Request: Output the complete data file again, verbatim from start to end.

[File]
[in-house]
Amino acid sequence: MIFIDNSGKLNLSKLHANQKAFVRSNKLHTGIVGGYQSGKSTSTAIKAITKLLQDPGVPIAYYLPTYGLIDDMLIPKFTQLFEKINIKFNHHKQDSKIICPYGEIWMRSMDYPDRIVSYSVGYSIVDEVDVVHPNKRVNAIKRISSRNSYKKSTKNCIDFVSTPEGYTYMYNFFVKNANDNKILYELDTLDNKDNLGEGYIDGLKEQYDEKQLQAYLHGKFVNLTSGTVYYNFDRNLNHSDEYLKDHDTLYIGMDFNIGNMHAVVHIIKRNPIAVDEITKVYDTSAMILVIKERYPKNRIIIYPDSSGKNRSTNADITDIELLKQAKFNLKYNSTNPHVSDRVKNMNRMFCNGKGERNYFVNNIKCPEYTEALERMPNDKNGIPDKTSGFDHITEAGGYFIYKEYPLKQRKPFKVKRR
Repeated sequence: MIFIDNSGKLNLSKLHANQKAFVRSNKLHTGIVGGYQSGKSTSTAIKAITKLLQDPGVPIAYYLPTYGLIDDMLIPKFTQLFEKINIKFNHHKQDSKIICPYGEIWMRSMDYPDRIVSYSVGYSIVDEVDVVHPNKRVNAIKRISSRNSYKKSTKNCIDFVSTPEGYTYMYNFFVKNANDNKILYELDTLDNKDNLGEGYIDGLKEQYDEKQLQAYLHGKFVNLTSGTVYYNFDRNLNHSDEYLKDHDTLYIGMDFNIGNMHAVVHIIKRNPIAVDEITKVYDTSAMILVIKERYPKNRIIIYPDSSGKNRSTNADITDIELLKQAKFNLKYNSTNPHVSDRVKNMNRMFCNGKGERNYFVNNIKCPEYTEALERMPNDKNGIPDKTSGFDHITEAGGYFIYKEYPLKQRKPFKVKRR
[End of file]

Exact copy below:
[in-house]
Amino acid sequence: MIFIDNSGKLNLSKLHANQKAFVRSNKLHTGIVGGYQSGKSTSTAIKAITKLLQDPGVPIAYYLPTYGLIDDMLIPKFTQLFEKINIKFNHHKQDSKIICPYGEIWMRSMDYPDRIVSYSVGYSIVDEVDVVHPNKRVNAIKRISSRNSYKKSTKNCIDFVSTPEGYTYMYNFFVKNANDNKILYELDTLDNKDNLGEGYIDGLKEQYDEKQLQAYLHGKFVNLTSGTVYYNFDRNLNHSDEYLKDHDTLYIGMDFNIGNMHAVVHIIKRNPIAVDEITKVYDTSAMILVIKERYPKNRIIIYPDSSGKNRSTNADITDIELLKQAKFNLKYNSTNPHVSDRVKNMNRMFCNGKGERNYFVNNIKCPEYTEALERMPNDKNGIPDKTSGFDHITEAGGYFIYKEYPLKQRKPFKVKRR
Repeated sequence: MIFIDNSGKLNLSKLHANQKAFVRSNKLHTGIVGGYQSGKSTSTAIKAITKLLQDPGVPIAYYLPTYGLIDDMLIPKFTQLFEKINIKFNHHKQDSKIICPYGEIWMRSMDYPDRIVSYSVGYSIVDEVDVVHPNKRVNAIKRISSRNSYKKSTKNCIDFVSTPEGYTYMYNFFVKNANDNKILYELDTLDNKDNLGEGYIDGLKEQYDEKQLQAYLHGKFVNLTSGTVYYNFDRNLNHSDEYLKDHDTLYIGMDFNIGNMHAVVHIIKRNPIAVDEITKVYDTSAMILVIKERYPKNRIIIYPDSSGKNRSTNADITDIELLKQAKFNLKYNSTNPHVSDRVKNMNRMFCNGKGERNYFVNNIKCPEYTEALERMPNDKNGIPDKTSGFDHITEAGGYFIYKEYPLKQRKPFKVKRR